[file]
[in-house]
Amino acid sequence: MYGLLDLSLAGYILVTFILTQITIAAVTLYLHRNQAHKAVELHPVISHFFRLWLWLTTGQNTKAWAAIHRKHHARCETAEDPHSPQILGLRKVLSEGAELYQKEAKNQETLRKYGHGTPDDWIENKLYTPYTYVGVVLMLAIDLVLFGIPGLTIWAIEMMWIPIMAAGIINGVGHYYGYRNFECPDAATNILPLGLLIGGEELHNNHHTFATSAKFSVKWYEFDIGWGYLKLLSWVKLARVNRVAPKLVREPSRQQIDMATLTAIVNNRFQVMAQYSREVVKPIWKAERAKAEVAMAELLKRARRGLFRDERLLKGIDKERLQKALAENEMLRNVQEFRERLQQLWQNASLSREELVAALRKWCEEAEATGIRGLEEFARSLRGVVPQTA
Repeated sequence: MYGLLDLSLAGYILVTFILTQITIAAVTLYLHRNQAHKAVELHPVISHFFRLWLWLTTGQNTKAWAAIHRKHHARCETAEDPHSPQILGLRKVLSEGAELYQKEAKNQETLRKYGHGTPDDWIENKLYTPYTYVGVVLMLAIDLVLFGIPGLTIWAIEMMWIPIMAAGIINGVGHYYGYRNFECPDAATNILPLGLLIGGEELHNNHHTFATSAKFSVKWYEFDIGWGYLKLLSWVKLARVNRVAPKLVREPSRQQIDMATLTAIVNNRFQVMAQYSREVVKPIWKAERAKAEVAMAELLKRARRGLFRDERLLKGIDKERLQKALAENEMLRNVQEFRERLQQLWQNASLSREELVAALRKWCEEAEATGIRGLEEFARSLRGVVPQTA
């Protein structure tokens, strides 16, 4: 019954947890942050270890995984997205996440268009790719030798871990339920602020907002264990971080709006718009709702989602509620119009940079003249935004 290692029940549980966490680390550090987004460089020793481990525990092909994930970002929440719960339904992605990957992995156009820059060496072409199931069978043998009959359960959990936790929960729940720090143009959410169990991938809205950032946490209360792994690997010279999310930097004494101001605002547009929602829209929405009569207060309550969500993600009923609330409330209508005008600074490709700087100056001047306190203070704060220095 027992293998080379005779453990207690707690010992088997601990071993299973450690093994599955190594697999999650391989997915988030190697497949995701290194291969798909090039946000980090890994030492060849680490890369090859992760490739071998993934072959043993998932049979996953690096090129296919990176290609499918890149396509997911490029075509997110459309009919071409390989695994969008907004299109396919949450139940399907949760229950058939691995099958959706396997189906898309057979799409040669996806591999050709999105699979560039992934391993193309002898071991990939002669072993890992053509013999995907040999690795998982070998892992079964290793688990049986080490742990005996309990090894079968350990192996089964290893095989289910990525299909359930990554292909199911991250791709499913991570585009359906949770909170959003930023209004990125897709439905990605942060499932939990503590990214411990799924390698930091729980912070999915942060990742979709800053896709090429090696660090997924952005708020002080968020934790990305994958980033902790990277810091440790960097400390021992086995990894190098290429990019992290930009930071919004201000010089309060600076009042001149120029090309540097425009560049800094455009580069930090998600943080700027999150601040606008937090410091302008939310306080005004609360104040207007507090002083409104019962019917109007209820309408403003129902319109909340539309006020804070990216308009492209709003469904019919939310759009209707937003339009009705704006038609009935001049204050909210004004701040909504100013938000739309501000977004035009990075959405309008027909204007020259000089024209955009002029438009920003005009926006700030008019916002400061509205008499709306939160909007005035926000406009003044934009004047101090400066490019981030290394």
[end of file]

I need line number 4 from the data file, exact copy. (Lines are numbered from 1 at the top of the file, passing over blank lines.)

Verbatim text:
């Protein structure tokens, strides 16, 4: 019954947890942050270890995984997205996440268009790719030798871990339920602020907002264990971080709006718009709702989602509620119009940079003249935004 290692029940549980966490680390550090987004460089020793481990525990092909994930970002929440719960339904992605990957992995156009820059060496072409199931069978043998009959359960959990936790929960729940720090143009959410169990991938809205950032946490209360792994690997010279999310930097004494101001605002547009929602829209929405009569207060309550969500993600009923609330409330209508005008600074490709700087100056001047306190203070704060220095 027992293998080379005779453990207690707690010992088997601990071993299973450690093994599955190594697999999650391989997915988030190697497949995701290194291969798909090039946000980090890994030492060849680490890369090859992760490739071998993934072959043993998932049979996953690096090129296919990176290609499918890149396509997911490029075509997110459309009919071409390989695994969008907004299109396919949450139940399907949760229950058939691995099958959706396997189906898309057979799409040669996806591999050709999105699979560039992934391993193309002898071991990939002669072993890992053509013999995907040999690795998982070998892992079964290793688990049986080490742990005996309990090894079968350990192996089964290893095989289910990525299909359930990554292909199911991250791709499913991570585009359906949770909170959003930023209004990125897709439905990605942060499932939990503590990214411990799924390698930091729980912070999915942060990742979709800053896709090429090696660090997924952005708020002080968020934790990305994958980033902790990277810091440790960097400390021992086995990894190098290429990019992290930009930071919004201000010089309060600076009042001149120029090309540097425009560049800094455009580069930090998600943080700027999150601040606008937090410091302008939310306080005004609360104040207007507090002083409104019962019917109007209820309408403003129902319109909340539309006020804070990216308009492209709003469904019919939310759009209707937003339009009705704006038609009935001049204050909210004004701040909504100013938000739309501000977004035009990075959405309008027909204007020259000089024209955009002029438009920003005009926006700030008019916002400061509205008499709306939160909007005035926000406009003044934009004047101090400066490019981030290394």